TBSI Prof. Hongyan Fu and Wenbo Ding’s teams develop multi-dimensional intuitive human-machine interface for smart gloves based on triboelectric nanogenerator sensors share


    The development in the field of human-computer interface has put higher demands on humanized and immersive human-machine interfaces (HMIs). New HMIs require not only simple and efficient design, but also intuitive operation. In smart homes, assistive technologies, and smart security, intuitive and multifunctional HMIs are of great importance. As body language that can convey rich intentions, gestures are favored in HMI. Glove-based human-computer interaction interfaces have been reported frequently. On the one hand, previous work in this field only extracted one-dimensional information from gestures, which is not only detrimental to the development of multidimensional HMI, but also increases the complexity of the interactive system, causes higher energy consumption and computational stress of the system, and negatively affects the user experience. Therefore, the multidimensional features contained in gestures need to be extracted and utilized to develop human-computer interaction interfaces with simple structures and various functions.

    Recently, the teams of Associate Professor Hongyan Fu and Assistant Professor Wenbo Ding, from Tsinghua-Berkeley Shenzhen Institute (TBSI) at Tsinghua University Shenzhen International Graduate School (Tsinghua SIGS), have made important achievements in the research of novel HMI. They proposed a simple structured sensitive bending angle triboelectric nanogenerator (BA-TENG) and designed an intelligent HMI system from flexible devices to real-time wireless communication modules and graphical interfaces. The bending angle sensor is capable of detecting multidimensional information in hand gestures, including finger bending angles, bending speed, and bending time. In this paper, the multi-dimensional signal extraction of hand gestures is realized by the flexible sensor and the signal processing system.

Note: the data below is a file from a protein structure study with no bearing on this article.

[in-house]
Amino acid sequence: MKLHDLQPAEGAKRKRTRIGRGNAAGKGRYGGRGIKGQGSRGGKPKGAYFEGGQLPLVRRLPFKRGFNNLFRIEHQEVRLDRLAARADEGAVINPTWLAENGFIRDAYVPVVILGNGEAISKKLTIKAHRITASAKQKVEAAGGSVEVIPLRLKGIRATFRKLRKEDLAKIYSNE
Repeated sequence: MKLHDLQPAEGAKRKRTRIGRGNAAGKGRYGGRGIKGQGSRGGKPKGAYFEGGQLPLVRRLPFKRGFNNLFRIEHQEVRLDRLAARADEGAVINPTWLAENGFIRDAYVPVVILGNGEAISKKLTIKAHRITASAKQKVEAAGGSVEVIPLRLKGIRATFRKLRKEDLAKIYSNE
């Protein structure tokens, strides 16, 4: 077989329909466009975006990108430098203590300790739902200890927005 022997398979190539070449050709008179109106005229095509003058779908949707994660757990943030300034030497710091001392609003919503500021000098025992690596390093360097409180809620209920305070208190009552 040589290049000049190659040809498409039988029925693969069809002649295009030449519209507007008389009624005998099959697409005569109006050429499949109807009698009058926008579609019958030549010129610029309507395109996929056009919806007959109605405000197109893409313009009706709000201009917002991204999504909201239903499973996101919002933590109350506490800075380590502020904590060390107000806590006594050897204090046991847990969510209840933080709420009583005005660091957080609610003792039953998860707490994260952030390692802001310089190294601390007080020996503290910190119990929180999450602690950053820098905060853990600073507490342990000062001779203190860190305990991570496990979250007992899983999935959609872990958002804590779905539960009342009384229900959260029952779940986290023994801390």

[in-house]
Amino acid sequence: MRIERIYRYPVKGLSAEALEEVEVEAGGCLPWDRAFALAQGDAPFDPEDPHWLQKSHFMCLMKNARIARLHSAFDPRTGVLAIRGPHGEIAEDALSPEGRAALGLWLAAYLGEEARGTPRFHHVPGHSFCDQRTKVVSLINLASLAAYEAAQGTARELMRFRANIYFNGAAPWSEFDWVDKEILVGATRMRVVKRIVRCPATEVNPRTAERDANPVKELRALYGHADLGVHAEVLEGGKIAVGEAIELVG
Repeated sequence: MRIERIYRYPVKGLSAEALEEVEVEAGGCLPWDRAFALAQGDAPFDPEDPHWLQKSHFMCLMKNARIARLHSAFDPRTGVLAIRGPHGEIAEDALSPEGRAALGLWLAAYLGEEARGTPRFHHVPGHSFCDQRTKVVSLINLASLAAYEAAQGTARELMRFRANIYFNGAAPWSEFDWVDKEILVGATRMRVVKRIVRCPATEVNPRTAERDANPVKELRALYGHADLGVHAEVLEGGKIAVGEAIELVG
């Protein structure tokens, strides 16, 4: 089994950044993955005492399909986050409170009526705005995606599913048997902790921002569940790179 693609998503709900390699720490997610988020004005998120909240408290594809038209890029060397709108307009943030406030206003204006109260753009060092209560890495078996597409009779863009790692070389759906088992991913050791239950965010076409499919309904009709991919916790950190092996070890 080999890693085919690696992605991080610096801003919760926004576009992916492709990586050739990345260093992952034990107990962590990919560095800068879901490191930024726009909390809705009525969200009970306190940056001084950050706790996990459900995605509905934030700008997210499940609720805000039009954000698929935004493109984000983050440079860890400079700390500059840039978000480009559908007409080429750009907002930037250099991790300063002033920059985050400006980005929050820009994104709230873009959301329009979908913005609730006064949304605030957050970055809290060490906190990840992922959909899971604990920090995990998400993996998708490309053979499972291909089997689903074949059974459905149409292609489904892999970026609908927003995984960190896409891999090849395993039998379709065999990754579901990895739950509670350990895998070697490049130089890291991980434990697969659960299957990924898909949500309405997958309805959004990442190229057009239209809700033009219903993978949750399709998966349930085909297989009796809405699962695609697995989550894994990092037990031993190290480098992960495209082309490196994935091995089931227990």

By extracting and analyzing the aforementioned multidimensional signal features, different dimensions of HMI are realized, including smart home (lighting control, for example), robotic control, and a virtual keyboard that enables user recognition (its recognition accuracy rate can reach up to 93.1%). The unique transimpedance amplifier-based signal conditioning circuit eliminates most of the crosstalk and noise in the real-time transmission of multi-channel signals, enhancing the robustness of the system. This research work provides new ideas for developing multidimensional HMI, which has unlimited potential for future HMI applications.

    The teams’ results were recently published as Triboelectric Bending Sensor based Smart Glove towards Intuitive Multi-Dimensional Human-Machine Interfaces in the leading international journal Nano Energy. Their paper was featured on the front cover of the journal, selected among the 160 articles received for the issue. Associate Professor Hongyan Fu and Assistant Professor Wenbo Ding are the co-corresponding authors of this paper; Yang Luo and Zihan Wang are the co-first authors. The paper’s other authors are Jiyu Wang, a postdoctoral fellow at TBSI; Xiao Xiao, a class of 2020 biomedical engineering Ph.D. candidate at UCLA; and Associate Professor Li Qian from Peking University’s School of Electronic and Computer Engineering. Their research was supported by the National Natural Science Foundation of China, the Basic and Applied Basic Research Fund of Guangdong Province, the Key Technologies R & D project of the Science and Technology Innovation Commission of Shenzhen Municipality, the Foshan-Tsinghua Collaborative Innovation Project for Industry-University-Research Cooperation, and the Research Fund of the Tsinghua University Guoqiang Institute.

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Text/Images: Yang Luo, Zihan Wang

Editing: A.S., Yuan Yang